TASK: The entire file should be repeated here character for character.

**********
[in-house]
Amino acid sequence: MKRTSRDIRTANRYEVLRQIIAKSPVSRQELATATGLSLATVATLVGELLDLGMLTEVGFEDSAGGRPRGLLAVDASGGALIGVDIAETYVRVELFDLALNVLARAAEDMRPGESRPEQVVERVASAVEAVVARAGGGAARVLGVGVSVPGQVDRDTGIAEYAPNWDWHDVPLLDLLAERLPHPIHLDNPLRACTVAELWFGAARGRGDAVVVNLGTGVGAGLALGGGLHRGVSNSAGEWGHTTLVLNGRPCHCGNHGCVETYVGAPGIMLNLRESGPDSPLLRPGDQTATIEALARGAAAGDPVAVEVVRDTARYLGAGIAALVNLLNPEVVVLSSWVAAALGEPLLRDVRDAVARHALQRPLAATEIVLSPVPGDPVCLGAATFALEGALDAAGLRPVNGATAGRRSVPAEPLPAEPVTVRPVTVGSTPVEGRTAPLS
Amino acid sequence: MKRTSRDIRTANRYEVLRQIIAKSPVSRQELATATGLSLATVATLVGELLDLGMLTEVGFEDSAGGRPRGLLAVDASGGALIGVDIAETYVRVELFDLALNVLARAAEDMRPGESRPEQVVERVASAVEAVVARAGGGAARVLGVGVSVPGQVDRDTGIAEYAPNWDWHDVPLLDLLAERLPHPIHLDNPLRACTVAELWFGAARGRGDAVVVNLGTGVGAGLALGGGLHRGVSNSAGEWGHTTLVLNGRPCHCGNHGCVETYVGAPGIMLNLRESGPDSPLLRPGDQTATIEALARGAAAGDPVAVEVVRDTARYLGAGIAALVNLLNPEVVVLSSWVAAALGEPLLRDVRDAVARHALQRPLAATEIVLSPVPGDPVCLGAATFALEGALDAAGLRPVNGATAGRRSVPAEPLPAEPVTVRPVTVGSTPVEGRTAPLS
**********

[in-house]
Amino acid sequence: MKRTSRDIRTANRYEVLRQIIAKSPVSRQELATATGLSLATVATLVGELLDLGMLTEVGFEDSAGGRPRGLLAVDASGGALIGVDIAETYVRVELFDLALNVLARAAEDMRPGESRPEQVVERVASAVEAVVARAGGGAARVLGVGVSVPGQVDRDTGIAEYAPNWDWHDVPLLDLLAERLPHPIHLDNPLRACTVAELWFGAARGRGDAVVVNLGTGVGAGLALGGGLHRGVSNSAGEWGHTTLVLNGRPCHCGNHGCVETYVGAPGIMLNLRESGPDSPLLRPGDQTATIEALARGAAAGDPVAVEVVRDTARYLGAGIAALVNLLNPEVVVLSSWVAAALGEPLLRDVRDAVARHALQRPLAATEIVLSPVPGDPVCLGAATFALEGALDAAGLRPVNGATAGRRSVPAEPLPAEPVTVRPVTVGSTPVEGRTAPLS
Amino acid sequence: MKRTSRDIRTANRYEVLRQIIAKSPVSRQELATATGLSLATVATLVGELLDLGMLTEVGFEDSAGGRPRGLLAVDASGGALIGVDIAETYVRVELFDLALNVLARAAEDMRPGESRPEQVVERVASAVEAVVARAGGGAARVLGVGVSVPGQVDRDTGIAEYAPNWDWHDVPLLDLLAERLPHPIHLDNPLRACTVAELWFGAARGRGDAVVVNLGTGVGAGLALGGGLHRGVSNSAGEWGHTTLVLNGRPCHCGNHGCVETYVGAPGIMLNLRESGPDSPLLRPGDQTATIEALARGAAAGDPVAVEVVRDTARYLGAGIAALVNLLNPEVVVLSSWVAAALGEPLLRDVRDAVARHALQRPLAATEIVLSPVPGDPVCLGAATFALEGALDAAGLRPVNGATAGRRSVPAEPLPAEPVTVRPVTVGSTPVEGRTAPLS